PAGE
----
How to Repot a Bonsai: The Chinese Elm

I’m not exactly certain as to how old my Chinese Elm bonsai is. I know it’s the oldest bonsai I have in my collection, but I am not the first owner so I can’t be sure its exact age. Lets just say it’s old and leave it at that. Old enough for me to have been afraid to repot it for the last few years. Today is the day where I must get over that fear and dive in head first.

It’s growth has been stunted the last year and a half, so I just know that the pot it getting root bound and the soil is spent. It’s time to sh*t or get off the pot, if you will. So, with that said, let’s dive in!

Here it is in its shabby state.

1b_Chinese Elm
Chinese Elm Bonsai

Try to ignore the wild growth on the left side, I’m trying to create some new branching so it’s gonna look unsightly for a while. Notice instead the general lack of foliage and the shabbiness of the soil. Gross!

3_Chinese Elm Detail
Chinese Elm Nebari

Trees this old need to be repotted every three to four years. It’s been five (gulp). Younger trees need to be repotted more frequently, around one or two years.

The first thing you want to do is create a nice work space because you’ll be making a mess. I use a fold up plastic table because you can set it up anywhere that’s convenient and it’s easy to clean. Here’s a wider shot showing my work space.

2_Chinese Elm_workspace
Chinese Elm Work Station

Plenty of room to let the dirt fly and all my tools get in the way! Speaking of tools, it’s a good idea to invest in a few if you plan on creating bonsai. You should start off with a wire cutter, some shears and a few branch cutters to begin with. A straight branch cutter and a concave one would be a good start. Or you can do it the way I did several years ago when I was starting out. I went a bit nuts with this hobby at first and bought the master set. The Mr. Miyagi Set.

4_Bonsai Tools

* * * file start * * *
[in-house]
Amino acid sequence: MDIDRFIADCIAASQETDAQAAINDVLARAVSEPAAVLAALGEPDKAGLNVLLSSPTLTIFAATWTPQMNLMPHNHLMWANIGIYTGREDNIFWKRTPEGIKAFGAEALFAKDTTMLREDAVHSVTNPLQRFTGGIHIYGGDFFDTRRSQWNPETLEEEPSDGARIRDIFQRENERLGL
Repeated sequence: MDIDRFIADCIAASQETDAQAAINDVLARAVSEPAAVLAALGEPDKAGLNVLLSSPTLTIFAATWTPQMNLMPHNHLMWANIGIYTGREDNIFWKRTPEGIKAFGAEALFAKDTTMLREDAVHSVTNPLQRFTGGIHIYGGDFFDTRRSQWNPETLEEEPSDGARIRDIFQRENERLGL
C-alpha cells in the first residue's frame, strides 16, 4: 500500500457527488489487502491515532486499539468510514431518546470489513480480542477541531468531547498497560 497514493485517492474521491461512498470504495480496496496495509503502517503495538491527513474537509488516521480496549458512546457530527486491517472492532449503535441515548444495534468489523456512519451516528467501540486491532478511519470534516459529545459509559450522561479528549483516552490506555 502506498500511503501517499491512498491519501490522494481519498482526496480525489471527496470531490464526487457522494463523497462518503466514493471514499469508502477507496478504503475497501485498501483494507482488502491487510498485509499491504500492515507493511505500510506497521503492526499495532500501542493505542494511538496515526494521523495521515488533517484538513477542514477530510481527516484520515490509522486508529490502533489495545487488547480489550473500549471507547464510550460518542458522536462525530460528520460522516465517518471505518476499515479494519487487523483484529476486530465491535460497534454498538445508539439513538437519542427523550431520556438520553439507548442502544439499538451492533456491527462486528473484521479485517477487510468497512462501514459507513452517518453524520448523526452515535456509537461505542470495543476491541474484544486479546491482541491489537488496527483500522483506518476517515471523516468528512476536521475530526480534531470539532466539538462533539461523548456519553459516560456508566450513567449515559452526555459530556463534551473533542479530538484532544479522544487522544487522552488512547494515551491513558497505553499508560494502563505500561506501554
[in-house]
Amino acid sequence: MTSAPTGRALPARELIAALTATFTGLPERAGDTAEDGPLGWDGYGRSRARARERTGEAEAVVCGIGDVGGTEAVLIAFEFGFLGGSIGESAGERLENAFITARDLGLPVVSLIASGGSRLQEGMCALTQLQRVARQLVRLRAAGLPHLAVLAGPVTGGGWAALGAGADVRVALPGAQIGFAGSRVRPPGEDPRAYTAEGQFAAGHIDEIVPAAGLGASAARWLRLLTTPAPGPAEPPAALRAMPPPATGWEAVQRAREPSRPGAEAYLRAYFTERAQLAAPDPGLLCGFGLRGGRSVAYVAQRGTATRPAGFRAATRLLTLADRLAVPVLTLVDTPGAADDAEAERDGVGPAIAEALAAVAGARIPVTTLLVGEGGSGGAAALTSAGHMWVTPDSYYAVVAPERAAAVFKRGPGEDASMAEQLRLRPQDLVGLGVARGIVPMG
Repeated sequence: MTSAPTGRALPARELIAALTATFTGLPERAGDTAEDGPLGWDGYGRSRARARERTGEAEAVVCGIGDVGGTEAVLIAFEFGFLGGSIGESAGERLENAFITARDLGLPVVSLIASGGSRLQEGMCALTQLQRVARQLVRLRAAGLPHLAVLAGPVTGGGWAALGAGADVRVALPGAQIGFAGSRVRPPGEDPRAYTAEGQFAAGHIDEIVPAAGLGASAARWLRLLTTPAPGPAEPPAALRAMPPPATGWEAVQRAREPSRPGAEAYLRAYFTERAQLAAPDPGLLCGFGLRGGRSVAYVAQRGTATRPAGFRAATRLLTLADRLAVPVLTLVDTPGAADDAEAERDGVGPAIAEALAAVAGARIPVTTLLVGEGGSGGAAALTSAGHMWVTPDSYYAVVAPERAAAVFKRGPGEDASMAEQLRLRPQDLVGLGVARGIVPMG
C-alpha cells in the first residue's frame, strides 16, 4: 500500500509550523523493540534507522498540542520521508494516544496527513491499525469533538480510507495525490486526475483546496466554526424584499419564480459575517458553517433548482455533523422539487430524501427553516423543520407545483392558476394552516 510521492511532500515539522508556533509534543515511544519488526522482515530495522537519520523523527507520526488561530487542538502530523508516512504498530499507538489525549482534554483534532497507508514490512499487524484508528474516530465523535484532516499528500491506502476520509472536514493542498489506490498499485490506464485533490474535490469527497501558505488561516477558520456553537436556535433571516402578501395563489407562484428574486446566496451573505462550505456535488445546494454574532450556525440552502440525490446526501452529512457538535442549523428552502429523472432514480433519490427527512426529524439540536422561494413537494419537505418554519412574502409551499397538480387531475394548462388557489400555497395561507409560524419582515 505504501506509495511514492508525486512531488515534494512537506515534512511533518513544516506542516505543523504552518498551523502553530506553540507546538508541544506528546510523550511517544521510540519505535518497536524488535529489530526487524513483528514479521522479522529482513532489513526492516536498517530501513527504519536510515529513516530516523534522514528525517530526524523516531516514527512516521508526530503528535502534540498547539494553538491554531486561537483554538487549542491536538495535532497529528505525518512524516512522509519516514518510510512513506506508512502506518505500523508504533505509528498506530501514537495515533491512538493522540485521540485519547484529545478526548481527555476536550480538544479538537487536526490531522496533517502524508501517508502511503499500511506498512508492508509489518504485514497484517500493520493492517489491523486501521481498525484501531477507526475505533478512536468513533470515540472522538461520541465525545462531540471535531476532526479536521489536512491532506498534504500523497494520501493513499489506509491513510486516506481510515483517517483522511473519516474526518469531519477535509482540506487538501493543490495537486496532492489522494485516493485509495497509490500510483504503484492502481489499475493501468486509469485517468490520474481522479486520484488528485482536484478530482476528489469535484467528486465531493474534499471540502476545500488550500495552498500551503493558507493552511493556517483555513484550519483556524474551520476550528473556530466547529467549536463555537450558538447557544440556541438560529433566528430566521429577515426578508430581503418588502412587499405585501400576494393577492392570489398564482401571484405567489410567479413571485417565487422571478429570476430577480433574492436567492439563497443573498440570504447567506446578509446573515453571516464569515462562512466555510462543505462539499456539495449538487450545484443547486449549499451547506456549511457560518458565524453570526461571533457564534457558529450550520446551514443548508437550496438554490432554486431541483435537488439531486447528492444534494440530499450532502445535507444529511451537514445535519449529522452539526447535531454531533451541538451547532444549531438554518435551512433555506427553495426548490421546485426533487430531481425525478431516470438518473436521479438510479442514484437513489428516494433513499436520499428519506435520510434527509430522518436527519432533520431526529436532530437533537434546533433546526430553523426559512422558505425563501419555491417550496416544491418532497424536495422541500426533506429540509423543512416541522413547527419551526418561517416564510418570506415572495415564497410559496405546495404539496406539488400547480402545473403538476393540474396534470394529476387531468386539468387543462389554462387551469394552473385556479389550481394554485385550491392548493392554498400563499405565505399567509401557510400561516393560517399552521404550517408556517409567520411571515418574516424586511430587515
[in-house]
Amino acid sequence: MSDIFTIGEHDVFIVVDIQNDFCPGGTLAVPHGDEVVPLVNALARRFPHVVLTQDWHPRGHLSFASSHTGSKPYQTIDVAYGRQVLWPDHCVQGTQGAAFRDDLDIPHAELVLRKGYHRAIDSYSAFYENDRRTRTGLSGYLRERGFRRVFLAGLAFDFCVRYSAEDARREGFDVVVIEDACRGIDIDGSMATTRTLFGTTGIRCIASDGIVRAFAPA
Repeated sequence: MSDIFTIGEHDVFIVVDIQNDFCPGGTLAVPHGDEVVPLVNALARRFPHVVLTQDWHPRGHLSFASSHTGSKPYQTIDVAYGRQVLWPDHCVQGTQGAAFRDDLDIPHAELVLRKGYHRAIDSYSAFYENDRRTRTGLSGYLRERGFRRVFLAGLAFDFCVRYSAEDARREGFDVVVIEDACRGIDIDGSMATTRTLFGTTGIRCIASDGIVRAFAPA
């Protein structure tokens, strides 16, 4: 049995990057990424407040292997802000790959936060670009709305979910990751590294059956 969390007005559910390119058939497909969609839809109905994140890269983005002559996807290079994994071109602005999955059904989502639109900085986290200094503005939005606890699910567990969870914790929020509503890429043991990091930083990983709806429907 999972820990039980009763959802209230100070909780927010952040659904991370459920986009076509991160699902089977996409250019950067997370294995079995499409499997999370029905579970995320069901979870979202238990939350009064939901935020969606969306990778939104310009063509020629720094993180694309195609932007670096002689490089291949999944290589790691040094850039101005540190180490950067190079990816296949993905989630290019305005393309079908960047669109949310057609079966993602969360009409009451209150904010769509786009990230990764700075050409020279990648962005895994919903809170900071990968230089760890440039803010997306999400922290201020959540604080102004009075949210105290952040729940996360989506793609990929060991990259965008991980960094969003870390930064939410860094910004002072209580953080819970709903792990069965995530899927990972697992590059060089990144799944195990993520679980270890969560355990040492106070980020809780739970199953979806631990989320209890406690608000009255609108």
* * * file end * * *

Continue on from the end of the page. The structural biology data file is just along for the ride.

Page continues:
The Mr. Miyagi Bonsai Tool Set

This is a great way to spend a butt load of money for tools that you may never use! However, I do so enjoy rolling out the mat when I begin to get to work styling! But back to our struggling Chinese Elm!

Due to the general smallishness and shallowness of your typical bonsai pot, you almost always have to use bonsai wire to hold it down into the pot. It’s made of aluminum usually so it doesn’t rust and is easy to work with.

The next step in repotting is to remove the wire to free the tree from the pot. Do this from the underside with your wire cutters.

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The Old Bonsai Wire

Free at last! Once they’re clipped, bend them straight so they have an easy exit through the holes in the bottom of the pot. If it’s been some time since you’ve repotted, the whole plant should come up roots, dirt and all. A sure sign that you’re doing the right thing because this bad boy is root bound!

6_Chinese Elm Root Ball
Chinese Elm Root Ball

Yep, I definitely should’ve done this a long time ago! Oh well, ever forward. The next step is we want to remove all of the old spent soil without damaging too many of the tender roots. This can be tricky and I recommend that you never use your hands to do so. If you haven’t purchased the master tool set and don’t have a fancy schmancy root hook, you can use a chopstick just as easily.

7_Chinese Elm Root Hook
Root Hook

Begin in one spot and carefully poke the dirt to loosen it. Take your time and be gentle in doing so. Slowly work your way around the roots and it should get easier as you go.

8_Chinese Elm Root Hook 2
Root Hook Detail

It’s okay if a few roots come off during the process. It happens. Sometimes the roots are already detached especially in root bound pots. We’re going to trim off some of the roots anyways so it’s not a huge loss. You just don’t want to remove more than a third of the roots during the whole process.

9_Chinese Elm Root Ball
Chinese Elm Root Ball Exposed

Getting closer…

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Chinese Elm with Trimmed Roots